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[Interview] ‘Return’ Director Liza Johnson Discusses The Effects of War & Crafting a Female-Led Drama

Written by on February 10, 2012 

It is rare that a film can approach the subject of war on a purely human level. Often, these films feel the need to comment upon and offer solutions to the larger political and social issues at hand, while failing to grasp or explore the human story that they purport to want to tell.

Director Liza Johnson, in her first feature film, managed to sidestep this potential pitfall and deliver a deeply personal story that asks the audience to consider the characters and their lives alone, while leaving the larger, impersonal questions surrounding the war on the sidelines. In doing so, she makes an affecting and powerful film, one that even those who have grown weary of war films can appreciate.

It was my great pleasure, then, to be able to speak with Johnson earlier this week regarding her film’s conception and creation; the unique merits of a female-led war drama; and the human toll that war, any war, takes on lives, relationships, and the concept of home.


The Film Stage: Diving right in: you both wrote and directed this film (Return), so personally, where did this movie come from? What was your inspiration and motivation to make this film?

Liza Johnson: I guess it came from two places. One was a conversation I had with a friend of mine who told me a story about what his efforts were like to try to stay married when he got back from his military deployment. And I feel like we like in a very separate culture where military and civilian culture doesn’t really intersect that much. So it’s true, if I were in the military I would have heard a story like this before, but as it was I… it felt very different for me to hear this kind of account of just being in his very everyday personal life and trying to, you know, cross across the gulf of experience that had opened up between him and his wife. To me that was really talking about the war on a different register than I was used to because I feel like most people in civilian culture talk about it kind of statistically, like “oh, 42 people died in a car bomb, blah blah blah,” you know, or in kind of policy terms like “pro this, con that,” you know, like that.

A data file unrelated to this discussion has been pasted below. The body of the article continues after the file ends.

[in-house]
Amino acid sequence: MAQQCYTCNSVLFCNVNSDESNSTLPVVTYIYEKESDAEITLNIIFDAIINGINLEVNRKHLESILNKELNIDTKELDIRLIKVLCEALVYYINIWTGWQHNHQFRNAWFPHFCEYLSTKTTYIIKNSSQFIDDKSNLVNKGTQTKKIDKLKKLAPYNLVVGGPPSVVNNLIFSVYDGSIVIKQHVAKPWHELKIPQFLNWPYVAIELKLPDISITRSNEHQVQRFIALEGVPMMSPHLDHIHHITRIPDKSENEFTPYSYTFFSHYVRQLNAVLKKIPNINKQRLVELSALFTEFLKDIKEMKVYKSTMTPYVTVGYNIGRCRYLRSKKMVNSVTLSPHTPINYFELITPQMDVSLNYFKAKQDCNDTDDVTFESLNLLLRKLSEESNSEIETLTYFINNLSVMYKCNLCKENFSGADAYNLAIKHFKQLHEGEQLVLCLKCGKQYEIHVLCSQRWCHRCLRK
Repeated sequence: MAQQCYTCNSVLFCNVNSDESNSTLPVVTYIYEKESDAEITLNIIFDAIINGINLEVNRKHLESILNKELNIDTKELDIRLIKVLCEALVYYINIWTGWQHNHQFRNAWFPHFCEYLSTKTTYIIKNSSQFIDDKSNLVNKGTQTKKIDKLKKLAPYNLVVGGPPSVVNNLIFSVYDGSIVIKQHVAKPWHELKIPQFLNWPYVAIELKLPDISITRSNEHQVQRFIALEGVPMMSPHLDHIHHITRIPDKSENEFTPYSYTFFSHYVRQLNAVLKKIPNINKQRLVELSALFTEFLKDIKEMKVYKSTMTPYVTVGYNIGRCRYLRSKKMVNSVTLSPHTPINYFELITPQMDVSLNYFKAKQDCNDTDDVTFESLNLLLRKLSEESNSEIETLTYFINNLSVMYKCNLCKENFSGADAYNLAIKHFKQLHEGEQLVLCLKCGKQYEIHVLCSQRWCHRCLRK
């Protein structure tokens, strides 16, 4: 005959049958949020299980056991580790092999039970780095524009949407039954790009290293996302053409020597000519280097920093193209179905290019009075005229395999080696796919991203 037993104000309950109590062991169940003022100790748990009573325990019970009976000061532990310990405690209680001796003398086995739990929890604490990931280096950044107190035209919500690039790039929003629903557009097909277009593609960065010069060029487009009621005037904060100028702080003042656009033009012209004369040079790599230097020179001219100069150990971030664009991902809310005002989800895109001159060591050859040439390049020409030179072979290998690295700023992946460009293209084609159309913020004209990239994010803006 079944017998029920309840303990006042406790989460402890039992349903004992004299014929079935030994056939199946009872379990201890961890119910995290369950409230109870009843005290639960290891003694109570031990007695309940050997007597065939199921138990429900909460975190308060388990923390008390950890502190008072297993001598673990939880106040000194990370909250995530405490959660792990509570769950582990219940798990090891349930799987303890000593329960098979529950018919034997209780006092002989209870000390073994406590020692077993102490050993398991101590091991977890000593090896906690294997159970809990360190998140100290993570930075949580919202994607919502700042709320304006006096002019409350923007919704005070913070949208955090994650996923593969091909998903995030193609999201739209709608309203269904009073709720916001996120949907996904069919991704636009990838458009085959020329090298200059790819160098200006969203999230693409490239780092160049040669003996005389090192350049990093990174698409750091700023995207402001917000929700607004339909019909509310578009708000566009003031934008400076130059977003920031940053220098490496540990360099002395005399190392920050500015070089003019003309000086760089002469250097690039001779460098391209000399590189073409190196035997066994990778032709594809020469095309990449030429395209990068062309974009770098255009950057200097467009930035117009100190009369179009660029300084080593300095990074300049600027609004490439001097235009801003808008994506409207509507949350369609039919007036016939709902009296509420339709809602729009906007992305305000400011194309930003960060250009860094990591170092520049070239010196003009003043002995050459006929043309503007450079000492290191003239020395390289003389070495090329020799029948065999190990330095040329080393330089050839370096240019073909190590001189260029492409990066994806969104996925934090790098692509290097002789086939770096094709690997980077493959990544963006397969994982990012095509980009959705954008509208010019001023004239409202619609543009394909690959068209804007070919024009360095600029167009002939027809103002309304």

And so it felt like it was a story I maybe hadn’t heard enough of. So when, after I talked to him, I started thinking about this character, I’m not quite sure how I made the intuitive decision to make Kelli a female character, but once I did he (her friend) introduced me to a bunch of female soldiers and from them I met more people and so on. And it sort of led down this path of research which I think helped me t generate a very plausible character, and it also convinced me that I should just go down this fictional path because every person that I met was so different from each other that it sort of relieved me of the responsibility of trying to create a typical female soldier. Because I don’t think there’s a representative figure. So that conversation with him was a really big starting point.